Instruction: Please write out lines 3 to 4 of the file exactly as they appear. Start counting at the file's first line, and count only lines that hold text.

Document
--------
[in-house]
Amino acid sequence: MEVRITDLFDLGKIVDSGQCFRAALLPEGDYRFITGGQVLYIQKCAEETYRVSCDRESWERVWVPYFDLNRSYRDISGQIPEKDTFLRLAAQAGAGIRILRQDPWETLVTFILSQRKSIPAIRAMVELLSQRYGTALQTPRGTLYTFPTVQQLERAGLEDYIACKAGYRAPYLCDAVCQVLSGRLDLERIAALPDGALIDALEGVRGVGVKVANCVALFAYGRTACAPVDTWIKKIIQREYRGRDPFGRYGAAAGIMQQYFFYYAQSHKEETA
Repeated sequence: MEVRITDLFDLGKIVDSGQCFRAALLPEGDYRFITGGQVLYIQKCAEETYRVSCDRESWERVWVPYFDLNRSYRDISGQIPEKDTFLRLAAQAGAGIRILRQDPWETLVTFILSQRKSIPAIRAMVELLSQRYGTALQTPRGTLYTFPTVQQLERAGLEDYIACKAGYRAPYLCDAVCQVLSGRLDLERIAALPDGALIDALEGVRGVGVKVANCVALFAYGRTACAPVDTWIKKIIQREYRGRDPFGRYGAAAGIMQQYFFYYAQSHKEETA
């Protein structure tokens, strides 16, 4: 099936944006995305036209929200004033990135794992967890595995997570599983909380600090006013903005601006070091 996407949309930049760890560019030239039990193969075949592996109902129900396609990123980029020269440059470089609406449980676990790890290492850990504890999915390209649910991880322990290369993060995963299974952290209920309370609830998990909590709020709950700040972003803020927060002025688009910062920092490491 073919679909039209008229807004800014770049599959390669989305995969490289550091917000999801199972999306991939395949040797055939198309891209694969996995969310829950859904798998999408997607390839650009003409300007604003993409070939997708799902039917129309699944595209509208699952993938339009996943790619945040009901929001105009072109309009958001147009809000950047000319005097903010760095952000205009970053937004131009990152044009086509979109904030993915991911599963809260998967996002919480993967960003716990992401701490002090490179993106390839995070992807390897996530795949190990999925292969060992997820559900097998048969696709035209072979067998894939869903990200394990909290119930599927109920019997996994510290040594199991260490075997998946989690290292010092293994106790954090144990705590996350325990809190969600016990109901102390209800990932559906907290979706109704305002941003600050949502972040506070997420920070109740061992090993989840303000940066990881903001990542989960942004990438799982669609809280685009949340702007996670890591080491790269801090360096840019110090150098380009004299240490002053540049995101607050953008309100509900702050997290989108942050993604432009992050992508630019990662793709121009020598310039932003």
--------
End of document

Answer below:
Repeated sequence: MEVRITDLFDLGKIVDSGQCFRAALLPEGDYRFITGGQVLYIQKCAEETYRVSCDRESWERVWVPYFDLNRSYRDISGQIPEKDTFLRLAAQAGAGIRILRQDPWETLVTFILSQRKSIPAIRAMVELLSQRYGTALQTPRGTLYTFPTVQQLERAGLEDYIACKAGYRAPYLCDAVCQVLSGRLDLERIAALPDGALIDALEGVRGVGVKVANCVALFAYGRTACAPVDTWIKKIIQREYRGRDPFGRYGAAAGIMQQYFFYYAQSHKEETA
């Protein structure tokens, strides 16, 4: 099936944006995305036209929200004033990135794992967890595995997570599983909380600090006013903005601006070091 996407949309930049760890560019030239039990193969075949592996109902129900396609990123980029020269440059470089609406449980676990790890290492850990504890999915390209649910991880322990290369993060995963299974952290209920309370609830998990909590709020709950700040972003803020927060002025688009910062920092490491 073919679909039209008229807004800014770049599959390669989305995969490289550091917000999801199972999306991939395949040797055939198309891209694969996995969310829950859904798998999408997607390839650009003409300007604003993409070939997708799902039917129309699944595209509208699952993938339009996943790619945040009901929001105009072109309009958001147009809000950047000319005097903010760095952000205009970053937004131009990152044009086509979109904030993915991911599963809260998967996002919480993967960003716990992401701490002090490179993106390839995070992807390897996530795949190990999925292969060992997820559900097998048969696709035209072979067998894939869903990200394990909290119930599927109920019997996994510290040594199991260490075997998946989690290292010092293994106790954090144990705590996350325990809190969600016990109901102390209800990932559906907290979706109704305002941003600050949502972040506070997420920070109740061992090993989840303000940066990881903001990542989960942004990438799982669609809280685009949340702007996670890591080491790269801090360096840019110090150098380009004299240490002053540049995101607050953008309100509900702050997290989108942050993604432009992050992508630019990662793709121009020598310039932003």